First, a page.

The expressionists inclined toward sharply contrasting psychic states, such as extreme excitement, spiritual exhaustion, or irremediable depression. Expressionist music lacks equilibrium; it turns predominantly to the sphere of the subconscious that lies hidden in the depths of the human psyche, and it shuns definite or clearly delineated images and finished forms. The composers who leaned toward expressionism worked out a set of special means of musical expression, rejecting the use of broad and tuneful melody and clear tonal foundations; the principle of atonality made it possible to express unstable mental states and vague inexplicable anxiety. Many musical compositions were laconic, merely hinting at some image or some spiritual experience; for example, in Webern’s cycle for orchestra Five Pieces (1913), some sections last less than a minute.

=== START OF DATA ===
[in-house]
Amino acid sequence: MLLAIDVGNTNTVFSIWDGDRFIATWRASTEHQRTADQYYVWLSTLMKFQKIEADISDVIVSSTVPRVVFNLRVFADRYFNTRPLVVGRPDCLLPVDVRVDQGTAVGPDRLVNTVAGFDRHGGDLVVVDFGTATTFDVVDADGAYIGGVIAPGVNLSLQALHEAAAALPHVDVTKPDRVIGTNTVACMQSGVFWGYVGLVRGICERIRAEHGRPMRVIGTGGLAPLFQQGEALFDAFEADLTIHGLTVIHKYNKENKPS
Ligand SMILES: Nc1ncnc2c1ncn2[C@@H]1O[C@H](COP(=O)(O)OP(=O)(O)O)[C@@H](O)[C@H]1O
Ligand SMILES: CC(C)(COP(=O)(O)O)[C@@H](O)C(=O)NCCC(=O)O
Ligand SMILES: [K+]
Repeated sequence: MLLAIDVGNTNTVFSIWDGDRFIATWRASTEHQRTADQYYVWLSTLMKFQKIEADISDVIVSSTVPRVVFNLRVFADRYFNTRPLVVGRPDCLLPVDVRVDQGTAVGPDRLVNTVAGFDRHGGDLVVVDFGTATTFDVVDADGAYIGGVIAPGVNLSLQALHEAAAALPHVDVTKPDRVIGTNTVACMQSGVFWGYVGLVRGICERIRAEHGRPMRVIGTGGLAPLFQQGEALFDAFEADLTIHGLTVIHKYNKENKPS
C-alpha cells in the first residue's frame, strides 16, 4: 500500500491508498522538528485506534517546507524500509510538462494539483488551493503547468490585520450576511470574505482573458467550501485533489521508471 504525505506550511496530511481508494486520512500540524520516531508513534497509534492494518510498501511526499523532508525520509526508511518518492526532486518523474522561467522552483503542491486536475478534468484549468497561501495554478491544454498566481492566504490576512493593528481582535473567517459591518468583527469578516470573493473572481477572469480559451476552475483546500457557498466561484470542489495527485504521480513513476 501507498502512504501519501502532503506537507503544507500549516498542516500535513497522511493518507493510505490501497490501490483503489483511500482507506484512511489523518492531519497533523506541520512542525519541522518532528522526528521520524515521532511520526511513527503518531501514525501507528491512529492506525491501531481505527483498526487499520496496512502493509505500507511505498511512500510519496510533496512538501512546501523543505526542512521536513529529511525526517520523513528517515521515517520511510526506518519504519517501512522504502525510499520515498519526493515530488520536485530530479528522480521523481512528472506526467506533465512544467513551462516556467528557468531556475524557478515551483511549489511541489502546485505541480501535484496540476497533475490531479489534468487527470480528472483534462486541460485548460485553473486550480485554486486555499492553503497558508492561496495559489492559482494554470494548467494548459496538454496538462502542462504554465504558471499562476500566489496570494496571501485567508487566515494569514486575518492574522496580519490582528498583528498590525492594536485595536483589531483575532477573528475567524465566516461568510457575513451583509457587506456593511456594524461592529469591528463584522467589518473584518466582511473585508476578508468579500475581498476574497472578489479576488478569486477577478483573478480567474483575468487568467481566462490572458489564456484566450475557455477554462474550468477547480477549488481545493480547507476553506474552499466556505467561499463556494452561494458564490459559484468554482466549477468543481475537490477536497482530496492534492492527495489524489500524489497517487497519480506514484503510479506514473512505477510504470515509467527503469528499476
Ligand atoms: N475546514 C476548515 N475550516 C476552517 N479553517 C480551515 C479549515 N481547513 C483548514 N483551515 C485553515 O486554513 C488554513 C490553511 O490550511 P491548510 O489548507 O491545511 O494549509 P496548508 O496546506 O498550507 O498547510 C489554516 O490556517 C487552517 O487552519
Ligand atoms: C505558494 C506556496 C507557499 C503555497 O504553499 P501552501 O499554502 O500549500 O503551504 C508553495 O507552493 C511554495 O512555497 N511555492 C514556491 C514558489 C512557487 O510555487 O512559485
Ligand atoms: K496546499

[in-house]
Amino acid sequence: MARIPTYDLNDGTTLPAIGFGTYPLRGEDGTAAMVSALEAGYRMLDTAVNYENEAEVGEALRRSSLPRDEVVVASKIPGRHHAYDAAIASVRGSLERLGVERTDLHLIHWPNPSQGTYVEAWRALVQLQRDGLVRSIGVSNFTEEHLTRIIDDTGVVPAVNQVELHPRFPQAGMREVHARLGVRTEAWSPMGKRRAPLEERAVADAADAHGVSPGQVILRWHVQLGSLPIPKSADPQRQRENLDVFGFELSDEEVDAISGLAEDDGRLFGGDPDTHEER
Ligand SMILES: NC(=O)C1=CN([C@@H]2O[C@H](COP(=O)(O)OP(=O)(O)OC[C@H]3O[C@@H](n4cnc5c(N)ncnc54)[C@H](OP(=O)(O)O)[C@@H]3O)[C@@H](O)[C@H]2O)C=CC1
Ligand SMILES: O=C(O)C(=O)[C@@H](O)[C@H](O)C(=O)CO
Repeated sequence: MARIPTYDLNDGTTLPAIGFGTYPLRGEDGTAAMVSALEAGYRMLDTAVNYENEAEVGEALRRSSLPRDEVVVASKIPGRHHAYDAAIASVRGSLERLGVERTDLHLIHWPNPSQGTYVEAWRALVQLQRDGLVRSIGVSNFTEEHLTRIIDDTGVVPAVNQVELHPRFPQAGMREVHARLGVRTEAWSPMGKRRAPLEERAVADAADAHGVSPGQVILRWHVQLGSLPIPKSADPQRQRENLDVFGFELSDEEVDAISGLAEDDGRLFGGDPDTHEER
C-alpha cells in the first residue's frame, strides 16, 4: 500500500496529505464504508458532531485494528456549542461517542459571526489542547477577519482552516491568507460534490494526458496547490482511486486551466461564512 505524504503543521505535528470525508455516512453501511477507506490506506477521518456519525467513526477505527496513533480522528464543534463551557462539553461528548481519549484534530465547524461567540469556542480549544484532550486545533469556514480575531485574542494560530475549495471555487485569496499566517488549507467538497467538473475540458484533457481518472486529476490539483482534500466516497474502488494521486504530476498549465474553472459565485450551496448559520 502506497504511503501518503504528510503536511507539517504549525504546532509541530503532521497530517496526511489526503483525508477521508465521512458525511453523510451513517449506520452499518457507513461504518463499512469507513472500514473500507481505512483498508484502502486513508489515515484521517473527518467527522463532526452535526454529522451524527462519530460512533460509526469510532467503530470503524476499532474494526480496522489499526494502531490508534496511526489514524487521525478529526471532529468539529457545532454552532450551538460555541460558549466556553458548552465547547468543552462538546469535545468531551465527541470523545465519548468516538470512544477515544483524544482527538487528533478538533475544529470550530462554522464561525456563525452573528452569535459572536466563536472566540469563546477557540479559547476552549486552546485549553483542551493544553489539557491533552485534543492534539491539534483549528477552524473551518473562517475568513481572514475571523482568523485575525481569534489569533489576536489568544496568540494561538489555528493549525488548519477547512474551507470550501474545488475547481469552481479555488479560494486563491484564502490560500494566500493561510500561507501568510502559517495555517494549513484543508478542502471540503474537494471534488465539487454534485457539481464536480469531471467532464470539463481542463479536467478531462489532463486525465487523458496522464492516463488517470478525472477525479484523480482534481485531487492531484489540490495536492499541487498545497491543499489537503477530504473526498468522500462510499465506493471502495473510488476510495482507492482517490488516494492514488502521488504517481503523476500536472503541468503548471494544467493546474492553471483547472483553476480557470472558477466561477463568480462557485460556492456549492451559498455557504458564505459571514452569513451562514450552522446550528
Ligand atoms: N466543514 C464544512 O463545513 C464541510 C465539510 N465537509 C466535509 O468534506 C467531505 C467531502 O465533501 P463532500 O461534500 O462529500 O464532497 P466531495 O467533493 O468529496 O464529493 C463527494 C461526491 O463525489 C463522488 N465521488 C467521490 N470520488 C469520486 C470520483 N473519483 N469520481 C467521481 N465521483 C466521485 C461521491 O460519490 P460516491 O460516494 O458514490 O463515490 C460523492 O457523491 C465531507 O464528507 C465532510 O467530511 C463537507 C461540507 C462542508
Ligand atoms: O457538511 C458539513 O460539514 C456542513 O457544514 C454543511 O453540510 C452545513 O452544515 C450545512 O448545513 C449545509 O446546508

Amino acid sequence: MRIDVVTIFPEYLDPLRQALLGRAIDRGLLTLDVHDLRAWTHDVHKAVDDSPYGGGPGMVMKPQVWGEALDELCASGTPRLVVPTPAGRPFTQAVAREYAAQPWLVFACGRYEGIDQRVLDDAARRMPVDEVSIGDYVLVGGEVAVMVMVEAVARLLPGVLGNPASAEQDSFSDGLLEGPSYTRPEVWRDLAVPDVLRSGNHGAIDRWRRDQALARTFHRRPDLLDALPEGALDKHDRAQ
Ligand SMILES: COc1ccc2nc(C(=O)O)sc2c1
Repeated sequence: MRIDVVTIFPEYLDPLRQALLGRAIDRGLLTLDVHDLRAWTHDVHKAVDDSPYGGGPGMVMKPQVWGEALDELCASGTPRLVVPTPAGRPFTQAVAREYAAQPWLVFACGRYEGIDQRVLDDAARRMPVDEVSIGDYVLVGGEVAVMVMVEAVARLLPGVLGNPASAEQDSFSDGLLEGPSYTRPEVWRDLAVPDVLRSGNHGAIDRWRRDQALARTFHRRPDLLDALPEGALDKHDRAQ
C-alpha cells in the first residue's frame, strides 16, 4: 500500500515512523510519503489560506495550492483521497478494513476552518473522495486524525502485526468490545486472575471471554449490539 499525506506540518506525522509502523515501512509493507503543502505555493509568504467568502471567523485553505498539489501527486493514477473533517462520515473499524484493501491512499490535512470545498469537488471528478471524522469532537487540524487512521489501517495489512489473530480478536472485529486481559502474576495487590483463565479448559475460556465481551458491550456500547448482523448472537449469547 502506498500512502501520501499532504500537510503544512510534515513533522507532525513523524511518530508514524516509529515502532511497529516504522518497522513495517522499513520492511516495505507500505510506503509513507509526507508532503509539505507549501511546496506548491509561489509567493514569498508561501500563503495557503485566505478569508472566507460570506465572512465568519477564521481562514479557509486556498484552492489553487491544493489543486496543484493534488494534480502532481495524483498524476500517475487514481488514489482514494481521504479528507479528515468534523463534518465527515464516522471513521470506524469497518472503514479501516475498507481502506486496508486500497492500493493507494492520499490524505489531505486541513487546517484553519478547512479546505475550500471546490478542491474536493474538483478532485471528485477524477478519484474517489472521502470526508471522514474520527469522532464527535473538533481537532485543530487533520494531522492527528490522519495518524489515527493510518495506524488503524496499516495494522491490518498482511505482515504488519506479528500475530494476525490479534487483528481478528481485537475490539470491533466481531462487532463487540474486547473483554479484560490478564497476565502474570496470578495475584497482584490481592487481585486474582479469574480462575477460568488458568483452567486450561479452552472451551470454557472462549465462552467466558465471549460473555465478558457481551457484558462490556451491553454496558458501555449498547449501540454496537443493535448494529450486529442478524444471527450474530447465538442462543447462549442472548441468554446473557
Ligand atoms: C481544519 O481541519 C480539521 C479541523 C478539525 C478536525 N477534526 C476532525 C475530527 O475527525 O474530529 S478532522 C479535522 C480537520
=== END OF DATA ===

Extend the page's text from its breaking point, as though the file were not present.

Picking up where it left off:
In the early 1920’s, aware of the need for a unifying structural and organizational principle that would match the basic ideas shared by the composers of the new Vienna school and new forms of expression, Schönberg worked out an original system of composition—dodecaphony, or twelve-tone music. Compositions that use the twelve-tone system are based on different kinds of repetitions of a “series” (seeSERIAL MUSIC). According to its proponents, the twelve-tone system was developed from the principles of baroque and early classical musical composition.

A typical early example of expressionism is Schönberg’s mono-drama Erwartung (1909); its dominant mood of oppressive anxious foreboding is resolved by an explosion of despair and terror. Schönberg’s melodrama Pierrot Lunaire (1912) embodies the world of secret and fearsome “night moods.”